Let’s get contextual.
The other day, I got an email from LinkedIn. If you’re not familiar, LinkedIn is a business-networking site that is similar in some ways to MySpace. At the bottom of the email I read this sentence:
“Fact: More people have joined LinkedIn than live in
Wow, I thought, that seems like a ton of people. I mean they have more members than a whole country! Good for them.
The more I thought about it though, the more I realized that number might not be so big. I mean really, how many people live in
Think about, MySpace has something like 200 million members. These are the kinds of numbers we’re impressed with now. If LinkedIn had told me, “Fact: More than 9 million people have joined LinkedIn,” I would have considered them a failure. They would have successfully managed to get less than 5% of the membership of MySpace. Big deal. But instead, they compared themselves to
Context is critical these days because we’re all so overwhelmed with stimuli. With the average person seeing up to 5,000 marketing messages a day, context is perhaps the only real way to break through the clutter. Context frames the message for us, it edits out the parts that don’t matter and presents only the most crucial details.
The question becomes, in what context does God communicate? He’s clearly not limited to any particular model, but does use context to reach us? And if he does, is there anything we can do to help create a contextual situation where he can speak?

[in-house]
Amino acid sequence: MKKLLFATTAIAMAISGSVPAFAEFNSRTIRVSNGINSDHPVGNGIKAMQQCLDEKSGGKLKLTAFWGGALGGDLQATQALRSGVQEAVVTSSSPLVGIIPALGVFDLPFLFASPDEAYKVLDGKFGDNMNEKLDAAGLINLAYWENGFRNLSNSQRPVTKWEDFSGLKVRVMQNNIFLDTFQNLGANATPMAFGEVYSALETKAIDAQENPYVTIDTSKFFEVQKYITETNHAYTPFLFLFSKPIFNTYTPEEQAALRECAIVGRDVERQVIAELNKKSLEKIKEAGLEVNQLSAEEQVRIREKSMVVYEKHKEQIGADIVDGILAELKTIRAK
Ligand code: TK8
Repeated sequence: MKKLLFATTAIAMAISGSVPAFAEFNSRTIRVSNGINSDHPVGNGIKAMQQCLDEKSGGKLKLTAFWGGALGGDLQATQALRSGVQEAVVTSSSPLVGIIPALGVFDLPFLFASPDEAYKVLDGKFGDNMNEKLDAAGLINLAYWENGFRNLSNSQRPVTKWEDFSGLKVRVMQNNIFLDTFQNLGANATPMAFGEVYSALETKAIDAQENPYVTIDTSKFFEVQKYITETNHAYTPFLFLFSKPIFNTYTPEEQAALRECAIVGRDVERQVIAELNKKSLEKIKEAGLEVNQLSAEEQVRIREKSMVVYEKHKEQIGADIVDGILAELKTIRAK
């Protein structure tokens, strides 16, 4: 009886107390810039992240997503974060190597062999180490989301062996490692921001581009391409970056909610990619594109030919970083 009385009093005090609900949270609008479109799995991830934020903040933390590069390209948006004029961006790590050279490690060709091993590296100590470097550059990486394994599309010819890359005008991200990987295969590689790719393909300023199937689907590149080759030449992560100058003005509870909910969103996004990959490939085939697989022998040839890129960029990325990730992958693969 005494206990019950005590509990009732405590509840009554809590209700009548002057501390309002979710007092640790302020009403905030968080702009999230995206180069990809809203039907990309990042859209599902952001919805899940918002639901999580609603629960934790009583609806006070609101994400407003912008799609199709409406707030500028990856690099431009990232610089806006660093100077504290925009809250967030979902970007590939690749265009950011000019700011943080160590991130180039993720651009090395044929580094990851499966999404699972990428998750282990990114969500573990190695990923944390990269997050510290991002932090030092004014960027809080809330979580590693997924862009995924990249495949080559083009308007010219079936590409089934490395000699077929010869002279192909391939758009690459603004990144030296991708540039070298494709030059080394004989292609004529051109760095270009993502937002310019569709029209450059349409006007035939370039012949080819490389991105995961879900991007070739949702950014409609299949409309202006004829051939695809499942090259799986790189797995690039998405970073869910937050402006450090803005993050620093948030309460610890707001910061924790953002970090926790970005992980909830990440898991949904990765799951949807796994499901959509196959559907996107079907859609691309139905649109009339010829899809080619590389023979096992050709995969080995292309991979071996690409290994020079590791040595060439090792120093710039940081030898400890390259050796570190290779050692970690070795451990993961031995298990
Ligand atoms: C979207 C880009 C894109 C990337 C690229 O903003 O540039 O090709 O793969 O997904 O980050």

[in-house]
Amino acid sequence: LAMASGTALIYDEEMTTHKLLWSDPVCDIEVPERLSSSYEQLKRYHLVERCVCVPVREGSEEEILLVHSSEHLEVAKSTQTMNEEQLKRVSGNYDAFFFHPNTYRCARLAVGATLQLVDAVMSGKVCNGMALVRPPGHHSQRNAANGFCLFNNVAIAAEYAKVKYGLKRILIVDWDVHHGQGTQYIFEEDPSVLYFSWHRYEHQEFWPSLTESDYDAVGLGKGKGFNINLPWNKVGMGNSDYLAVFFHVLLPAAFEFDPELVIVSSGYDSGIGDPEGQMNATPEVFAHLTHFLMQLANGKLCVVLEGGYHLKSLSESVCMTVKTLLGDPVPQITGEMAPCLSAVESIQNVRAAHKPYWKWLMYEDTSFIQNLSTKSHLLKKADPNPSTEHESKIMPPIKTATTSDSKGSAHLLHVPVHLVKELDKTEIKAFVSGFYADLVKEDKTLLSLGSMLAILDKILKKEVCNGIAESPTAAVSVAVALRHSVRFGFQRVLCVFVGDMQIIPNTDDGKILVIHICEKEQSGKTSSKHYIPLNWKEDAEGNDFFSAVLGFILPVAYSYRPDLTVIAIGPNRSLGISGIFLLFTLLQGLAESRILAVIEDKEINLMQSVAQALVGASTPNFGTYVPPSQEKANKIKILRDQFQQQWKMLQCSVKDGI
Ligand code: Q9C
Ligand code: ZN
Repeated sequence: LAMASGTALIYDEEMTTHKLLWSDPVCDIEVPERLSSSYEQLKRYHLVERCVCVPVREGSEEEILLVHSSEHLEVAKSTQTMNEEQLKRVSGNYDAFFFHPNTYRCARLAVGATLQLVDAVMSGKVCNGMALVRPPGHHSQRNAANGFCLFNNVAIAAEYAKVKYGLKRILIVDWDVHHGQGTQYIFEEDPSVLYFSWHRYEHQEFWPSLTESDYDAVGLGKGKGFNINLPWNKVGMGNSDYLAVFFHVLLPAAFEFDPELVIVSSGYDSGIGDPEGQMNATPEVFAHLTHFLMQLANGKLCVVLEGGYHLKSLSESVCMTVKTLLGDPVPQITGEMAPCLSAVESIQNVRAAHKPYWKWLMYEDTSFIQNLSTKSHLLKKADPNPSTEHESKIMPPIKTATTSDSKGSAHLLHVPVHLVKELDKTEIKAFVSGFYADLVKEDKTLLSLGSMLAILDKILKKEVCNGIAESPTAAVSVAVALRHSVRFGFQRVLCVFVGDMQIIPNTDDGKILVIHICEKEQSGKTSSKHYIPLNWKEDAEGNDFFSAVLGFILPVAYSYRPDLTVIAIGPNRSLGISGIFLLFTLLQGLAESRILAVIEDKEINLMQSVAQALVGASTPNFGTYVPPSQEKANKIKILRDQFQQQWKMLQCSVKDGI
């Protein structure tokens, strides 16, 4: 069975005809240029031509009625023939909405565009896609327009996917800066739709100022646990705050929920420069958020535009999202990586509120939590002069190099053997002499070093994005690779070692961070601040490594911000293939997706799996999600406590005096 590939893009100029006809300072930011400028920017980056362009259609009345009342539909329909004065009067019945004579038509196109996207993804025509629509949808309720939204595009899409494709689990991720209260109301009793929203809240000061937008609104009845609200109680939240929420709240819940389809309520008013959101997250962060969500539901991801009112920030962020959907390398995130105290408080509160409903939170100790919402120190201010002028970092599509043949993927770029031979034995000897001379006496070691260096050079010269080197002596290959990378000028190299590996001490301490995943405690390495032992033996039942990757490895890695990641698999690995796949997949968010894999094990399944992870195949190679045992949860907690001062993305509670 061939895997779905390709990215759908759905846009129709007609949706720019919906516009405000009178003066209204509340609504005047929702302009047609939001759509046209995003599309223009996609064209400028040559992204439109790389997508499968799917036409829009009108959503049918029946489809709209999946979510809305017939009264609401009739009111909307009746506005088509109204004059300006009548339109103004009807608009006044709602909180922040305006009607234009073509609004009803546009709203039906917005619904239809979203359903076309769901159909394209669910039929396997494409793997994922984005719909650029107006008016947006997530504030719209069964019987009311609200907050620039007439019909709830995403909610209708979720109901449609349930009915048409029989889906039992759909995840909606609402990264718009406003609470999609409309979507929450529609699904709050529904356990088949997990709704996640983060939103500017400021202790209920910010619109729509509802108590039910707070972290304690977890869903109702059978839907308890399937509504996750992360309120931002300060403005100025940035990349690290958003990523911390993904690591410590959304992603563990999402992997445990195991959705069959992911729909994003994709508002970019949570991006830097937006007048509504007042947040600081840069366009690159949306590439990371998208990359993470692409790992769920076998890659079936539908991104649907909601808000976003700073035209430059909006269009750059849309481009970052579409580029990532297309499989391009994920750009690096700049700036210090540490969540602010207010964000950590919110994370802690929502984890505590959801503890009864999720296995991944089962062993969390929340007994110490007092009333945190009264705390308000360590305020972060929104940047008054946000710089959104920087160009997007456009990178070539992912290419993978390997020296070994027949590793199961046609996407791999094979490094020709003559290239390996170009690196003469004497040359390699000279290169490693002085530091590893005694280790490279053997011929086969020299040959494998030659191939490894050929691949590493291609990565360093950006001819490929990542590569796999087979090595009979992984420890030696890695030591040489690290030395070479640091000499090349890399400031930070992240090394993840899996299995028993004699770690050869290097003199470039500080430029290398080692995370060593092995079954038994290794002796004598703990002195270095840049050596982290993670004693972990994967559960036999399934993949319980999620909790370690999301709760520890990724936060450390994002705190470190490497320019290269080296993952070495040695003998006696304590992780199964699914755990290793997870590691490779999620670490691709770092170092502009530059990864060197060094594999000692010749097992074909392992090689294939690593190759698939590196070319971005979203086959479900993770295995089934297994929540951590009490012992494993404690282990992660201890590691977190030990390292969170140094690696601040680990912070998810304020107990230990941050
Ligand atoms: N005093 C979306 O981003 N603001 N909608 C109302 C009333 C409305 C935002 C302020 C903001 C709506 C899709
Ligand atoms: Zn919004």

I think there is. I think that sometimes we can’t hear God because he’s out of context. He’s lowercase and insignificant and constrained primarily to Easter services and Christmas Eve services. Then we pack our lives so full of other stuff that it then becomes impossible for God to even have the room to speak to us.
One of the things that recently interested me as I write my book about the Prodigal Son story is the brief mention of the famine. It’s easy to miss. In Luke 15:14 it says, “After he had spent everything, there was a severe famine in that whole country, and he began to be in need.” Note that it wasn’t that he just spent all his money, there was also a severe famine. The famine, set the context for recognition of his need, not that he ran out of money.
Which makes me wonder if more often than not, what we need most to contextually hear the Lord is a famine? Are there ever feast moments? Times when we think, “I am so overwhelmingly happy that I must find a way to express this in God?” Or is it always the other way around. Stripped free of everything. Famine weighing down on us with hungry teeth, desolate and poor, we find our context. Suddenly we are not god anymore.
Suddenly we need God. Suddenly despite all outward appearances, context is in our favor.